Geeks is powered by Vocal creators. You support Carlos Gonzalez by reading, sharing and tipping stories... more

Geeks is powered by Vocal.
Vocal is a platform that provides storytelling tools and engaged communities for writers, musicians, filmmakers, podcasters, and other creators to get discovered and fund their creativity.

How does Vocal work?
Creators share their stories on Vocal’s communities. In return, creators earn money when they are tipped and when their stories are read.

How do I join Vocal?
Vocal welcomes creators of all shapes and sizes. Join for free and start creating.

To learn more about Vocal, visit our resources.

Show less

H'ween Horrorthon: 'Flatliners' (1990)

Credible mix of sci-fi and horror raises potent questions about our own afterlife.

Courtesy of Sony/Columbia Pictures.

"Death is beautiful? What a bunch of crap!"
—Julia Roberts as Rachel Manus

Hello one and all.

2017 seems to be the year for the film industry's desperate dumping of what I love to call "The Belated Sequel" on us. Admittedly, one movie has indeed piqued my interest as it has many others. Denis Villeneuve's 35th year sequel event Blade Runner 2049 is indeed a film that I intend to see and even review (yes, that's a blatant in-your-face plug). But, it's safe to say (yes, I offer no regrets saying it) that the Niel Arden Oplev 27-year belated Flatliners "sequel" is by no means on my Must-See list. Nope. I prefer to stick with Joel Schumacher's 1990 groundbreaking thriller that starred Kiefer Sutherland, who leads a group of sharp-minded medical students (Julia Roberts, William Baldwin, Kevin Bacon, and Oliver Platt) into the ultimate experiment: briefly induce clinical brain death in order to explore life after.

Released the same year as Ghost, a far less scary film about the afterlife, this film was at least willing to subject us, the audience, into a harrowing journey into the world beyond death. I will not philosophize, nor do I intend to convince you (the reader) any truths about the subject. As a proud atheist having been (unfortunately) raised as a Fundamentalist Christian, I'll keep my opinions about that to myself. Still, the 1990 Flatliners offered an intriguing, if superficial, look as to what might be the possibility if we close our eyes forever. As pure entertainment, it works. As a much deeper look into life after death, it does about as much as it can to effectively convey the philosophical and spiritual ramifications of what the experiment does to those who attempt to cross over... via medically induced suicide.

I will admit Peter Filardi's screenplay could've gone any number of ways in delineating what happens if we willfully step on this alleged God's domain, but this being a mainstream piece of entertainment, I think it would've been more controversial for its own good. Nope, the same guy who directed this was also responsible for such mainstream fare such as D.C. Cab, The Incredible Shrinking Woman, St. Elmo's Fire, The Lost Boys (of which Sutherland also starred in), would direct two John Grisham adaptations, The Client and A Time to Kill, and give us the two worst Batman films ever, Batman Forever and Batman & Robin. His style can be best described as frenetic, overly-stylish and, very much, audience-pleasing. I personally thought this was one of his better films, along with The Lost Boys, Falling Down, and 8mm (don't ask). The performances are all good and the clever use of fast-editing, crisp cinematography (color/grainy black & white), and overall mood and lighting are all worthy of mentioning. It is, however, the Filardi script that descends into some very hackneyed dialogue and some melodramatic stretches that occasionally stops the film dead in its tracks.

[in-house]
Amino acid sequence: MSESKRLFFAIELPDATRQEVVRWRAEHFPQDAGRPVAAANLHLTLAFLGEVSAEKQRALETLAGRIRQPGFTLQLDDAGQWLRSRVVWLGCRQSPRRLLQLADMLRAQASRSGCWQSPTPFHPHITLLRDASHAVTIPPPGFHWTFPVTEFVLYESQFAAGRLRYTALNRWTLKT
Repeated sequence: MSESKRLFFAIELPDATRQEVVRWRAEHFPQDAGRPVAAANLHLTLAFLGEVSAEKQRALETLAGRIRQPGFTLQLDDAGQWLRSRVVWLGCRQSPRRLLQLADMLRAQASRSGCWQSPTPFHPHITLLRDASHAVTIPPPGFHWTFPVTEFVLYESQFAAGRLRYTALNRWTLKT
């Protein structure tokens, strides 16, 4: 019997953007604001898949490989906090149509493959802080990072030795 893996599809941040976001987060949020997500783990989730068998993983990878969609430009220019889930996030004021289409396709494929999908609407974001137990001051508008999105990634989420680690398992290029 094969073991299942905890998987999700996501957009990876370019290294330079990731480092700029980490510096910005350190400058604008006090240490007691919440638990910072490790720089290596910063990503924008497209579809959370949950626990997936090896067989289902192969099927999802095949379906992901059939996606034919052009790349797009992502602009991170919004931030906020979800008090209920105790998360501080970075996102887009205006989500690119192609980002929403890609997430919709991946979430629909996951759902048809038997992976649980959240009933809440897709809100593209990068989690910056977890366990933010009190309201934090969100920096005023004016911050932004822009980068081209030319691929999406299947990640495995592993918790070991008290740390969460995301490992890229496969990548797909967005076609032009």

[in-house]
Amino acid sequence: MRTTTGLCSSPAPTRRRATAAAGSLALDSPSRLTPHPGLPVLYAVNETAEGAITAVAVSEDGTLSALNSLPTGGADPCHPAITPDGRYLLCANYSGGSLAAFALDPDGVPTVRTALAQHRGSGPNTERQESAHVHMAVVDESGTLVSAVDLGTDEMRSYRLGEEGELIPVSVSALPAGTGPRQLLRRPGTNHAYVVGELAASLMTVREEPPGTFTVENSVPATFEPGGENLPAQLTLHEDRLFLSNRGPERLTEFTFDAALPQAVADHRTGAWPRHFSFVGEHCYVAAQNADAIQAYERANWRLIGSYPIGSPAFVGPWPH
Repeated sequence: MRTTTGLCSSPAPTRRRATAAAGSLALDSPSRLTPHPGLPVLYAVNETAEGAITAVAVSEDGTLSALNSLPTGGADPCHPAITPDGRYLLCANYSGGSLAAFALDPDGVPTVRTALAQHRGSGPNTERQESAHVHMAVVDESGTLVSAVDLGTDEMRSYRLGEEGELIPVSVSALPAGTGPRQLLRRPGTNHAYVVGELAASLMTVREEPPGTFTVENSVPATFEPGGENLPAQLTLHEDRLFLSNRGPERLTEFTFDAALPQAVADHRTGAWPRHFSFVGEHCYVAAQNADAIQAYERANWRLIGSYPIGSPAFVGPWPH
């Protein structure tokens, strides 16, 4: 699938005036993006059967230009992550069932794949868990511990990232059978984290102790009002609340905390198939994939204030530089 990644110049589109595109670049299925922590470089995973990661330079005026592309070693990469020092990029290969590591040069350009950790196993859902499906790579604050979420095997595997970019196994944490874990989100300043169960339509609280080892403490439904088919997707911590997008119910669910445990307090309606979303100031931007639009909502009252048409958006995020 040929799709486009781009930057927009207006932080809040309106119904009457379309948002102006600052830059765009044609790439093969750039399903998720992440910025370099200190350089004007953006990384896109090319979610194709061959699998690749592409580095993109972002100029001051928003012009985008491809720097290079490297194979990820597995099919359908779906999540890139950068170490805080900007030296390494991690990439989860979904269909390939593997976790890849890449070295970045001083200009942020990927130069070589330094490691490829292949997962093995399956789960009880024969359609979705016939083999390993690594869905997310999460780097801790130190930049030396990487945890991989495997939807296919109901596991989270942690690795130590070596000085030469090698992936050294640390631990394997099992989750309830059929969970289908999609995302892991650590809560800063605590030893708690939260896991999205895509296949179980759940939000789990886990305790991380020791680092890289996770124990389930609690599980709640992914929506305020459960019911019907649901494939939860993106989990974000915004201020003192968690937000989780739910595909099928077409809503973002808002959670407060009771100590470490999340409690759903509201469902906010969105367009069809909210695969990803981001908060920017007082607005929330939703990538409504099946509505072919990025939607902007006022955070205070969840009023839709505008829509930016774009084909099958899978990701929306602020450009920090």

Here's the plot. Med student, Dr. Nelson Wright (Sutherland exuding easy charisma), is convincing all his fellow classmate friends to stop his heart clinically, inducing brain death and to gradually electrocute his heart into resuscitation for exploration of life-after-death; and to get him on 60 Minutes. All have various degrees of suspicion and even skepticism (that is, except Julia Roberts' Rachel Manus, who has a more legitimate stake in the experiment), but all but Randy Steckle (Platt) go forward with the reckless experiment. The only thing they didn't count on? Bringing back apparitions or guilty memories that physically manifest themselves and haunt them in their present lives. The most original of these is Bacon (the atheist character; you go!) who is forced to relive his school day years when he bullied a young girl at his Catholic elementary school. This was the one subplot that had been handled correctly and realistically in my opinion. The rest? Well, Baldwin's character being haunted by all the women he screwed on camera? Uhh, he should be pleased as Hawaiian Punch! What are you, effing kidding?!

Okay, my rant's over. In conclusion, I enjoyed Flatliners and still do, and it was the first time ever being viewed as a 'Thon entry. This is my one hybrid of horror and science fiction movie pick and it may be the last time I view it around this time. It feels more like a summer film than an October flick (even though Halloween is, point-in-fact, incorporated into the plot). As for the 2017 version, which also incorporates Kiefer Sutherland's 1990 character, I will happily skip unless I am strapped to a gurney, undergo my heart stopping, and have an out-of-body experience before bringing me back to life. Something tells me that if I did see it, that's EXACTLY what would've happened to me anyway! Scratch that! I would've gone straight to Hell!

Fun little fact: Actor Michael Douglas produced this fun little gem!

PS: I love you, Diego Luna and Ellen Page!

Next Up: A Steven Spielberg horror classic—without the shark!

The 1990 Trailer

Now Reading
H'ween Horrorthon: 'Flatliners' (1990)
Read Next
Queer Representation in Pretty Little Liars (SPOILERS)